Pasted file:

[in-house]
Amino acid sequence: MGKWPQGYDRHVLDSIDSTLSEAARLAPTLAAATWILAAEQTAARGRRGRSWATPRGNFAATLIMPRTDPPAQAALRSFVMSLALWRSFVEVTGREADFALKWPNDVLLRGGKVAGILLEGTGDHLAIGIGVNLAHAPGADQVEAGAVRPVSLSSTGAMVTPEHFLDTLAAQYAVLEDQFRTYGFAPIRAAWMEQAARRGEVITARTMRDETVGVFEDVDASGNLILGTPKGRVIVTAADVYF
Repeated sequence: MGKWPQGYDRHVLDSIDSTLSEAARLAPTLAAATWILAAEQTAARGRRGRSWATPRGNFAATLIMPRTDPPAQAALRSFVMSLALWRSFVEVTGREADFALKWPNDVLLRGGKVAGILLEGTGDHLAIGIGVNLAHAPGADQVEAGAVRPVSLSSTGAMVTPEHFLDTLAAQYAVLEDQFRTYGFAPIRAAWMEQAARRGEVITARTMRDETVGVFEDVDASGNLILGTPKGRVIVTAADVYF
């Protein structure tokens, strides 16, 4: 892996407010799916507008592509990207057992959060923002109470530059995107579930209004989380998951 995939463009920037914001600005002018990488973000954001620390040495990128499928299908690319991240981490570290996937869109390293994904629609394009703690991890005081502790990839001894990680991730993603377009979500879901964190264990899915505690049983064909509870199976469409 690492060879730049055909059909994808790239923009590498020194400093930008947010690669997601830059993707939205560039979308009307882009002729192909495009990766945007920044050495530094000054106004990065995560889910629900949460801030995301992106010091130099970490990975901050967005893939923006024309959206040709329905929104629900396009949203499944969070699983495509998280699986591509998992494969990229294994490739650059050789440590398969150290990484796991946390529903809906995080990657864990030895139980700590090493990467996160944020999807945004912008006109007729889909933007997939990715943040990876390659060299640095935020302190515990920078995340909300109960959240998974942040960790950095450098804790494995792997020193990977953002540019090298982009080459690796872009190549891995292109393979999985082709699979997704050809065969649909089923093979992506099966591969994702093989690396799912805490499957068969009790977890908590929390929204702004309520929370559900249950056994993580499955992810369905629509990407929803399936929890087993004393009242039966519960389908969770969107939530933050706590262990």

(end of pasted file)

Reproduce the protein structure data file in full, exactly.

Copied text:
[in-house]
Amino acid sequence: MGKWPQGYDRHVLDSIDSTLSEAARLAPTLAAATWILAAEQTAARGRRGRSWATPRGNFAATLIMPRTDPPAQAALRSFVMSLALWRSFVEVTGREADFALKWPNDVLLRGGKVAGILLEGTGDHLAIGIGVNLAHAPGADQVEAGAVRPVSLSSTGAMVTPEHFLDTLAAQYAVLEDQFRTYGFAPIRAAWMEQAARRGEVITARTMRDETVGVFEDVDASGNLILGTPKGRVIVTAADVYF
Repeated sequence: MGKWPQGYDRHVLDSIDSTLSEAARLAPTLAAATWILAAEQTAARGRRGRSWATPRGNFAATLIMPRTDPPAQAALRSFVMSLALWRSFVEVTGREADFALKWPNDVLLRGGKVAGILLEGTGDHLAIGIGVNLAHAPGADQVEAGAVRPVSLSSTGAMVTPEHFLDTLAAQYAVLEDQFRTYGFAPIRAAWMEQAARRGEVITARTMRDETVGVFEDVDASGNLILGTPKGRVIVTAADVYF
């Protein structure tokens, strides 16, 4: 892996407010799916507008592509990207057992959060923002109470530059995107579930209004989380998951 995939463009920037914001600005002018990488973000954001620390040495990128499928299908690319991240981490570290996937869109390293994904629609394009703690991890005081502790990839001894990680991730993603377009979500879901964190264990899915505690049983064909509870199976469409 690492060879730049055909059909994808790239923009590498020194400093930008947010690669997601830059993707939205560039979308009307882009002729192909495009990766945007920044050495530094000054106004990065995560889910629900949460801030995301992106010091130099970490990975901050967005893939923006024309959206040709329905929104629900396009949203499944969070699983495509998280699986591509998992494969990229294994490739650059050789440590398969150290990484796991946390529903809906995080990657864990030895139980700590090493990467996160944020999807945004912008006109007729889909933007997939990715943040990876390659060299640095935020302190515990920078995340909300109960959240998974942040960790950095450098804790494995792997020193990977953002540019090298982009080459690796872009190549891995292109393979999985082709699979997704050809065969649909089923093979992506099966591969994702093989690396799912805490499957068969009790977890908590929390929204702004309520929370559900249950056994993580499955992810369905629509990407929803399936929890087993004393009242039966519960389908969770969107939530933050706590262990």